Doable: Parks offer trail options

Published in the Asbury Park Press 6/30/04

Area parks offer miles of trails, nature and wildlife education programs, playgrounds and picnic grounds to all who have access.

And thanks to the Americans With Disabilities Act, the number of facilities with access is growing.

Last weekend, the Monmouth County Park System opened Challenger Place, billed as the first universally accessible playground in the state. Elevated wheelchair-friendly walkways and Braille signs encourage disabled and nondisabled children to interact and play side-by-side at Dorbrook Recreation Area, Route 537, Colts Neck.

The new facility, a joint project of the park system and Challenged Youth Sports of Middletown, is part of a parks improvement program for complying with safety and access standards, including those set by the ADA.

In Ocean County, meanwhile, a wheelchair accessible boardwalk trail on Cattus Island in Dover Township was extended a few months ago to increase the natural sights, scents and sounds available to visitors.

Melanie Weinberg, Barnegat, who often calls Ocean County Parks System with tips on how to make the facilities more accessible, was invited to tour the new leg of the trail. "It was a very encouraging experience," said Weinberg, who has MS. "For some people it is such an effort to go out. You have to decide whether it's worthwhile or whether you're going to waste your energy." Benches along the trail are especially helpful for resting along the route, Weinberg said.

Chris Claus, chief naturalist at Cattus Island, said the 1/4-mile accessible trail was built 10 years ago, well ahead of the ADA enactment. "It was a very simple thing to do and cost next to nothing" because members of the Boy Scouts did the work, he said. Using boards raised on footings, instead of pavement, also is environmentally friendly, Claus said, because the walk can easily be moved if sensitive plants grow nearby.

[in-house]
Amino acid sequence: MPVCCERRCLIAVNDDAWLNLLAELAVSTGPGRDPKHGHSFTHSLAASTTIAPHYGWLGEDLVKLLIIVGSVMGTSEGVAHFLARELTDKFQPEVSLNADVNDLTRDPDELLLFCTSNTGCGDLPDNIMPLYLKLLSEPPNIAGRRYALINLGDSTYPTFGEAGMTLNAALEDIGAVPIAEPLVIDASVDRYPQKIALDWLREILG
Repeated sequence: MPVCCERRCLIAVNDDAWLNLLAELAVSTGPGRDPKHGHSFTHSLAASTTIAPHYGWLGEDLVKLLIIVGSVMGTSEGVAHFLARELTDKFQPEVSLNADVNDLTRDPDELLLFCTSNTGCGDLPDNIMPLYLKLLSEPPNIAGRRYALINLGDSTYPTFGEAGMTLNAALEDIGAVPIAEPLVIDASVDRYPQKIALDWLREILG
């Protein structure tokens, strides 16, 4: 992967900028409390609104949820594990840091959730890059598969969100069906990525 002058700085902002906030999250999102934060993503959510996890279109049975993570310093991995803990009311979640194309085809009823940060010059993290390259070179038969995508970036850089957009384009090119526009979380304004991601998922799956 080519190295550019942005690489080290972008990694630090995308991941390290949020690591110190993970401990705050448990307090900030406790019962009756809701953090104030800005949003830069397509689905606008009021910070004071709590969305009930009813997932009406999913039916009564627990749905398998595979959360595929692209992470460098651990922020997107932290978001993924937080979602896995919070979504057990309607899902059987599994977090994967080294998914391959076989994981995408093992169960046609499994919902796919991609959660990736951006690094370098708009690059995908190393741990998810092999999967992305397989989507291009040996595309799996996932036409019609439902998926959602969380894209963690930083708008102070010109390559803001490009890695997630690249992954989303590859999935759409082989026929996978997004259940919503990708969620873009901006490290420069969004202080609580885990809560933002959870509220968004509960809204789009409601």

The boarded trail has railings on each side and some wider sections for turnarounds or to allow one wheelchair or scooter to pass another. The extension passes through forest and salt marshes and loops back to the parking lot and picnic grounds.

Still, very few people with disabilities use the facility, Claus said, "but plenty of nondisabled folks use it." Weinberg sometimes chides the county for not actively promoting its accessible facilities, Claus said.

Another project in the works for the trail is a self-guided tour with signs describing habitat and wildlife, and possibly a few years in the future, an audio-narrated tour.

Linda Walls is a parent and grandparent of people with disabilities ranging from deafness and Tourette's syndrome to cerebral palsy and epilepsy. Her column appears in Wednesday's Jersey Life Accent on Food section. Write to her at the Asbury Park Press, 3601 Highway 66, Neptune, NJ 07754, or e-mail or call her at (732) 449-0696.